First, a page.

Opinion

Two Years After OPM Cyberattack, More Must Be Done

Two years ago this month, officials revealed the largest hacking of the federal government in history when more than 20 million Americans’ personnel files were stolen from the Office of Personnel Management. Among the information exposed: Social Security numbers, fingerprints and sensitive details stemming from background checks.

Government investigators have said that while the hack was attributable in part to some easily fixable problems like weak user names and passwords, a major culprit was OPM’s outdated information technology systems, which were increasingly vulnerable in this era of relentless cyberattacks.

In the two years since the breach, OPM and other government agencies have instituted some common-sense measures to protect government-stored data. But more needs to be done. The U.S. government is still woefully behind where we need to be. For example, some IT systems being used today to manage major government operations and data pre-date the Apollo moon landing in 1969.

It is time to move beyond the IT status quo that federal agencies and departments are saddled with today.

Recently, the U.S. House of Representatives took a major step to correct this problem by unanimously passing the Modernizing Government Technology Act. Sponsored by Rep. Will Hurd (R-Texas) and supported by Democrats and Republicans alike, this legislation would allow the federal government to improve its outdated technology systems and bolster the nation’s cybersecurity defenses. It would authorize funding to improve, retire or replace current federal government technology systems, accelerate the transition to cloud computing, and procure IT products and services to strengthen the federal government’s cybersecurity defenses.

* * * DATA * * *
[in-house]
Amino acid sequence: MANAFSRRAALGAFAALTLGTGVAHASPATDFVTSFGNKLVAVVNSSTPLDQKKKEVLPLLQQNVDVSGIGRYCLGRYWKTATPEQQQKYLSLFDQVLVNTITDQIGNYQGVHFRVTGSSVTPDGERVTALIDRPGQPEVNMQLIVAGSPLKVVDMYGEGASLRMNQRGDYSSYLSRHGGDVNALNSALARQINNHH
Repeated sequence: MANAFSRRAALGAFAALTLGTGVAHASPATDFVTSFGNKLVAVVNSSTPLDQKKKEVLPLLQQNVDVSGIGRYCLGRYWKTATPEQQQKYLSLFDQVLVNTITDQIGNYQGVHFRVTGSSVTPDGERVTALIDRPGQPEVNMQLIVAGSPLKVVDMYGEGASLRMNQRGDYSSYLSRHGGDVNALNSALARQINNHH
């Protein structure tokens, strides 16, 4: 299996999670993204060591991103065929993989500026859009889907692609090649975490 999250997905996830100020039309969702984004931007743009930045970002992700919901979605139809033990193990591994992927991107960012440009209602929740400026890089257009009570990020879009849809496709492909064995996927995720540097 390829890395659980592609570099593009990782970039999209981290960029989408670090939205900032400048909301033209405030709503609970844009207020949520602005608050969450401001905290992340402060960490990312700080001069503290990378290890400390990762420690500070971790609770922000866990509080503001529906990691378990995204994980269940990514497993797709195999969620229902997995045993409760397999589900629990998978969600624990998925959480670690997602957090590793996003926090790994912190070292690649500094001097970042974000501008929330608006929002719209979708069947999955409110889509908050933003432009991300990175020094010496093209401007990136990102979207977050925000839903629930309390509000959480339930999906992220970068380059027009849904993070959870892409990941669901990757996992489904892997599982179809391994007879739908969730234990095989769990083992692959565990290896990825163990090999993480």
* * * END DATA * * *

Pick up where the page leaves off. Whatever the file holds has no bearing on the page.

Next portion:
Currently, the federal government spends 80 percent of its $80 billion IT budget on maintaining aging, insecure and expensive legacy systems. This is dangerously unacceptable in an era of increasing cyber threats.

Passage of the MGT Act will accelerate the adoption of state-of-the-art technologies, helping the federal government secure data, save taxpayer dollars and deliver higher quality services to our veterans and other citizens.

This legislation now requires Senate action, and we see daily evidence that reminds us of how hackers are always looking for new ways to exploit any vulnerability they can.

As individuals, most of us have received that dreaded notification about “suspicious activity” on our credit card account. Businesses of all sizes have been targeted and had to ramp up cyber defenses to protect their customers’ information.

While it is unfortunate, cyberattacks have become a part of daily life.

Part of the solution is common sense — updating software and credentials, and personal responsibility. But the most important thing we must do is modernize the federal government’s IT systems with sound, secure and modern technologies.

Cyber criminal syndicates and other bad actors will continue targeting us, but we don’t need to accept getting hacked as the new normal.

This message must be heard throughout the federal government — starting with the U.S. Senate, which should pass the Modernizing Government Technology Act without delay. Doing so will usher in a new era of secure, efficient and cost-effective government services.

 

Linda Moore is president and CEO of TechNet, a national bipartisan network of technology executives.

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